Audiovisual material contains 63 items, a majority of which are VHS tapes. Material includes clips and edits of Dance Party: The Teenarama Story. Objects are listed alphabetically by their labels. Playback equipment is available.
Arrangement:
Kendall Productions Records is arranged in five series:

Series 1: Administrative Records

Series 2: Research Files

Series 3: Project Files

Series 4: Photographs

Series 5: Audiovisual Material
Historical Note:
The documentary film Dance Party: The Teenarama Story first broadcast in 2006 on the Howard University public television station WHUT in Washington D.C. The film traced the history and development of the television show Teenarama that aired from March 7, 1963 to November 20, 1970.

Teenarama originated as the Teenarama Dance Party radio program broadcast on WOOK Radio in Washington D.C. and became a television program after WOOK Radio received a license to operate a television station. The program premiered as a teen dance show for Black teenagers in the Washington D.C. and surrounding metropolitan area, featuring popular songs. The show's programming was first created by Cal Hackett and Al Jefferson. Bob King hosted the show from 1963-1965. Following King's departure, the show rotated hosts such as Leon Isaac Kennedy, Moon Man, and Daniel "Hollywood Breeze" Clayton. Guest performers on the show included James Brown, Smokey Robinson and The Miracles, Major Lance, Mary Wells, Aretha Franklin, Lou Rawls, Billy Stewart, Martha and The Vandellas, the Supremes, and the Four Seasons, among others. The program broadcasted live six days a week, the first of its kind in the country catering specifically to a Black audience.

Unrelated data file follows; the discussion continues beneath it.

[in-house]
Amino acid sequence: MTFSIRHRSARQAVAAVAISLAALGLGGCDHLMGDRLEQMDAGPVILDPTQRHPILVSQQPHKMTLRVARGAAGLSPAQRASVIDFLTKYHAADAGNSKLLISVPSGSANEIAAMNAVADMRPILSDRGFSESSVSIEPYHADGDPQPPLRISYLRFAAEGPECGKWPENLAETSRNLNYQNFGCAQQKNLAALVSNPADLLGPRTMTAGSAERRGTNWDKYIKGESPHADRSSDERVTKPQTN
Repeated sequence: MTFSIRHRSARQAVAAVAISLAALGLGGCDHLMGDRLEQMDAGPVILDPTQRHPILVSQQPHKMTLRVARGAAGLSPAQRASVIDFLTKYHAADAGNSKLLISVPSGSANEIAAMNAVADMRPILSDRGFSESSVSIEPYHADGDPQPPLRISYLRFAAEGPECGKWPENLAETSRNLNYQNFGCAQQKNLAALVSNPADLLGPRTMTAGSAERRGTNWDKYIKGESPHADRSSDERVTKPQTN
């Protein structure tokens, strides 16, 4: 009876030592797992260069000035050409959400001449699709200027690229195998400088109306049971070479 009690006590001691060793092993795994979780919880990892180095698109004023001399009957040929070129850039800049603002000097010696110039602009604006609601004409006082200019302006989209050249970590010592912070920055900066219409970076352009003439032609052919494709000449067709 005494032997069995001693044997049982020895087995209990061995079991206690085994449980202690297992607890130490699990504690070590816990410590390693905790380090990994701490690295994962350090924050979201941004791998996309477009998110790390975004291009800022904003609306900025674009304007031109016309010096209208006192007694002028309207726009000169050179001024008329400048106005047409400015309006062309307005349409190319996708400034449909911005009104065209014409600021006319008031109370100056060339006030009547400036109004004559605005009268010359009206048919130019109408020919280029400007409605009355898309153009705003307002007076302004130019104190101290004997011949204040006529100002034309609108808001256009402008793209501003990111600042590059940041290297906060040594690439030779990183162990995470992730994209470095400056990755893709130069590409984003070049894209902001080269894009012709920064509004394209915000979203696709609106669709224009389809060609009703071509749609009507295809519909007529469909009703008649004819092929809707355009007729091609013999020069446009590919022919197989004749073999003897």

The documentary about Teenarama was created by Beverly Lindsay-Johnson, Herb Grimes, and the National Hand Dance Association, and was funded in part by grants through the Humanities Council of Washington D.C.,The DC Commission on the Arts and Humanities, The Dudley Foundation and private donations. The film uses Teenarama to tell the story of teen dance television shows, youth and pop culture, race, and television history. The documentary is narrated by Martha Reeves of Martha and The Vandellas.
Provenance:
Donated by Beverly Lindsey-Johnson in 2006.
Restrictions:
Use of the materials requires an appointment. Please contact the archivist to make an appointment: ACMarchives@si.edu.
Rights:
Collection items available for reproduction, but the Archives makes no guarantees concerning copyright restrictions. Other intellectual property rights may apply. Archives cost-recovery and use fees may apply when requesting reproductions.
Topic:
African American radio stations  Search this
Television stations  Search this
Teen television programs  Search this
African Americans -- Social life and customs  Search this
African Americans on television  Search this
Dance in motion pictures, television, etc.  Search this
Genre/Form:
Photographic prints
Scripts (documents)
Notes
Audiocassettes
Compact discs
Research
Photographs
Questionnaires
Letters (correspondence) -- 20th century.
Interviews
Federal government records
Clippings
Videocassettes
Citation: